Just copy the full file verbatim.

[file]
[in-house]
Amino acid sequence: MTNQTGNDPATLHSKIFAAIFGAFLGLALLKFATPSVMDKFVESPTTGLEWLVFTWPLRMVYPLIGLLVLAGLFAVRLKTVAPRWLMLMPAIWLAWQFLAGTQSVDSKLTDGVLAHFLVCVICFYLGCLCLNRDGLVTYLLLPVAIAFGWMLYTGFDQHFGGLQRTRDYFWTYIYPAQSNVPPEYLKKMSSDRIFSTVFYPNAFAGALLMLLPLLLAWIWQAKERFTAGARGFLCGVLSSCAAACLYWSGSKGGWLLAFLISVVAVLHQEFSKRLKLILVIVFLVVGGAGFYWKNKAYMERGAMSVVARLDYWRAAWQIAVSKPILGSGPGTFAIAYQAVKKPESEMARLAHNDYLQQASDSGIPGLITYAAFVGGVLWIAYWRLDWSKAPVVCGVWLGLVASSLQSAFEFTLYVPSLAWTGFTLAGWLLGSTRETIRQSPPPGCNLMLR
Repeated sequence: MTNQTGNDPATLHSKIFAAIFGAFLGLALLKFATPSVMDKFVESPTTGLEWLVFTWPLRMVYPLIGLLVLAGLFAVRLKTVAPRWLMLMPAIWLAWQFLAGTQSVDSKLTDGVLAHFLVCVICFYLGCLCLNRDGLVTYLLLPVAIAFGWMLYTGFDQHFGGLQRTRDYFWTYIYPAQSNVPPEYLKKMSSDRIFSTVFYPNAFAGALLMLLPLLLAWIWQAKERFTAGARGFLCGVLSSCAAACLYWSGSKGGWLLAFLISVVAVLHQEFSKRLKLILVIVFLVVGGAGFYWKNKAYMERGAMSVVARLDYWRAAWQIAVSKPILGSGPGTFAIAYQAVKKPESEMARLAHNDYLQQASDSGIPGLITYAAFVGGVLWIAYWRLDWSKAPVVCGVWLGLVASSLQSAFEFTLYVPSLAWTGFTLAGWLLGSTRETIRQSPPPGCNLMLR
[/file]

[in-house]
Amino acid sequence: MTNQTGNDPATLHSKIFAAIFGAFLGLALLKFATPSVMDKFVESPTTGLEWLVFTWPLRMVYPLIGLLVLAGLFAVRLKTVAPRWLMLMPAIWLAWQFLAGTQSVDSKLTDGVLAHFLVCVICFYLGCLCLNRDGLVTYLLLPVAIAFGWMLYTGFDQHFGGLQRTRDYFWTYIYPAQSNVPPEYLKKMSSDRIFSTVFYPNAFAGALLMLLPLLLAWIWQAKERFTAGARGFLCGVLSSCAAACLYWSGSKGGWLLAFLISVVAVLHQEFSKRLKLILVIVFLVVGGAGFYWKNKAYMERGAMSVVARLDYWRAAWQIAVSKPILGSGPGTFAIAYQAVKKPESEMARLAHNDYLQQASDSGIPGLITYAAFVGGVLWIAYWRLDWSKAPVVCGVWLGLVASSLQSAFEFTLYVPSLAWTGFTLAGWLLGSTRETIRQSPPPGCNLMLR
Repeated sequence: MTNQTGNDPATLHSKIFAAIFGAFLGLALLKFATPSVMDKFVESPTTGLEWLVFTWPLRMVYPLIGLLVLAGLFAVRLKTVAPRWLMLMPAIWLAWQFLAGTQSVDSKLTDGVLAHFLVCVICFYLGCLCLNRDGLVTYLLLPVAIAFGWMLYTGFDQHFGGLQRTRDYFWTYIYPAQSNVPPEYLKKMSSDRIFSTVFYPNAFAGALLMLLPLLLAWIWQAKERFTAGARGFLCGVLSSCAAACLYWSGSKGGWLLAFLISVVAVLHQEFSKRLKLILVIVFLVVGGAGFYWKNKAYMERGAMSVVARLDYWRAAWQIAVSKPILGSGPGTFAIAYQAVKKPESEMARLAHNDYLQQASDSGIPGLITYAAFVGGVLWIAYWRLDWSKAPVVCGVWLGLVASSLQSAFEFTLYVPSLAWTGFTLAGWLLGSTRETIRQSPPPGCNLMLR